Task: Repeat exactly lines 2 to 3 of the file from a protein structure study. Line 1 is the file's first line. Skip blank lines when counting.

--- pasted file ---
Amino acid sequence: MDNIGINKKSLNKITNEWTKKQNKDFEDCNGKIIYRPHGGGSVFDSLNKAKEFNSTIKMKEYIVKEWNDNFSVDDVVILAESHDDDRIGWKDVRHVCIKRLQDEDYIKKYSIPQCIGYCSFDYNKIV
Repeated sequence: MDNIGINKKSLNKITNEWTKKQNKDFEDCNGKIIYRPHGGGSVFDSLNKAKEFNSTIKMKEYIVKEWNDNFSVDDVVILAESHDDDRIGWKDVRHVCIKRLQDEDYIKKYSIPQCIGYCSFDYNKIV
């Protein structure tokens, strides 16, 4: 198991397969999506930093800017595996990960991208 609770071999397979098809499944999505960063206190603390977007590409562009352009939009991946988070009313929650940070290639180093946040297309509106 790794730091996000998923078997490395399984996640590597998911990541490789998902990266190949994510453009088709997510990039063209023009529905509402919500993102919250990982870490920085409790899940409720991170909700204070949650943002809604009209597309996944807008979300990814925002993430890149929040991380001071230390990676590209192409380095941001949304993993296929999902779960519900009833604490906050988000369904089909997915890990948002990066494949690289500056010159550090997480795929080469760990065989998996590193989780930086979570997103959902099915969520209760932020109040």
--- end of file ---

Repeated sequence: MDNIGINKKSLNKITNEWTKKQNKDFEDCNGKIIYRPHGGGSVFDSLNKAKEFNSTIKMKEYIVKEWNDNFSVDDVVILAESHDDDRIGWKDVRHVCIKRLQDEDYIKKYSIPQCIGYCSFDYNKIV
């Protein structure tokens, strides 16, 4: 198991397969999506930093800017595996990960991208 609770071999397979098809499944999505960063206190603390977007590409562009352009939009991946988070009313929650940070290639180093946040297309509106 790794730091996000998923078997490395399984996640590597998911990541490789998902990266190949994510453009088709997510990039063209023009529905509402919500993102919250990982870490920085409790899940409720991170909700204070949650943002809604009209597309996944807008979300990814925002993430890149929040991380001071230390990676590209192409380095941001949304993993296929999902779960519900009833604490906050988000369904089909997915890990948002990066494949690289500056010159550090997480795929080469760990065989998996590193989780930086979570997103959902099915969520209760932020109040």